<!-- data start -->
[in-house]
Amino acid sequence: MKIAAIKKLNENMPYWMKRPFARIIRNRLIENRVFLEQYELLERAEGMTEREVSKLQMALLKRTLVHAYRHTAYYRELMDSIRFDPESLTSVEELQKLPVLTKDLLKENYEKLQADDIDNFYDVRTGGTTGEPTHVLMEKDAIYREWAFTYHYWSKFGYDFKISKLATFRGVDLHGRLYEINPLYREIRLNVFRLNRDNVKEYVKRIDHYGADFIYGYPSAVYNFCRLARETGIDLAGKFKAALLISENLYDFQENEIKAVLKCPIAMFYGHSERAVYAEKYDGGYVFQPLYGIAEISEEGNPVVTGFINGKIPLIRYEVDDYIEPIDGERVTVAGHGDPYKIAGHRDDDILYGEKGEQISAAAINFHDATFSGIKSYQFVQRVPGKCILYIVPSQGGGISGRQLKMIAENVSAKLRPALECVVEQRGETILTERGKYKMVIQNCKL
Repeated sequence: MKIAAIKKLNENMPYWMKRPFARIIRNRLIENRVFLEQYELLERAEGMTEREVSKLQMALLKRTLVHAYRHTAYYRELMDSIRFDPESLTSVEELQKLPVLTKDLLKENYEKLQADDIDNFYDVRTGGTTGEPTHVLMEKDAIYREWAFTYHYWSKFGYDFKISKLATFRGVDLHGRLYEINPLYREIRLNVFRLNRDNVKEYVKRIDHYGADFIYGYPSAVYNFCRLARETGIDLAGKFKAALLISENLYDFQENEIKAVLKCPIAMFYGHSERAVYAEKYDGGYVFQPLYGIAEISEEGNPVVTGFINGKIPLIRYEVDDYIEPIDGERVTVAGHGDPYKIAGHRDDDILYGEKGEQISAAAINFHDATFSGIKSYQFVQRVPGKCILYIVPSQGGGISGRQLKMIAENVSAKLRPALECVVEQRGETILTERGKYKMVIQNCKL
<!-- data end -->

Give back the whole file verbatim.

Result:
[in-house]
Amino acid sequence: MKIAAIKKLNENMPYWMKRPFARIIRNRLIENRVFLEQYELLERAEGMTEREVSKLQMALLKRTLVHAYRHTAYYRELMDSIRFDPESLTSVEELQKLPVLTKDLLKENYEKLQADDIDNFYDVRTGGTTGEPTHVLMEKDAIYREWAFTYHYWSKFGYDFKISKLATFRGVDLHGRLYEINPLYREIRLNVFRLNRDNVKEYVKRIDHYGADFIYGYPSAVYNFCRLARETGIDLAGKFKAALLISENLYDFQENEIKAVLKCPIAMFYGHSERAVYAEKYDGGYVFQPLYGIAEISEEGNPVVTGFINGKIPLIRYEVDDYIEPIDGERVTVAGHGDPYKIAGHRDDDILYGEKGEQISAAAINFHDATFSGIKSYQFVQRVPGKCILYIVPSQGGGISGRQLKMIAENVSAKLRPALECVVEQRGETILTERGKYKMVIQNCKL
Repeated sequence: MKIAAIKKLNENMPYWMKRPFARIIRNRLIENRVFLEQYELLERAEGMTEREVSKLQMALLKRTLVHAYRHTAYYRELMDSIRFDPESLTSVEELQKLPVLTKDLLKENYEKLQADDIDNFYDVRTGGTTGEPTHVLMEKDAIYREWAFTYHYWSKFGYDFKISKLATFRGVDLHGRLYEINPLYREIRLNVFRLNRDNVKEYVKRIDHYGADFIYGYPSAVYNFCRLARETGIDLAGKFKAALLISENLYDFQENEIKAVLKCPIAMFYGHSERAVYAEKYDGGYVFQPLYGIAEISEEGNPVVTGFINGKIPLIRYEVDDYIEPIDGERVTVAGHGDPYKIAGHRDDDILYGEKGEQISAAAINFHDATFSGIKSYQFVQRVPGKCILYIVPSQGGGISGRQLKMIAENVSAKLRPALECVVEQRGETILTERGKYKMVIQNCKL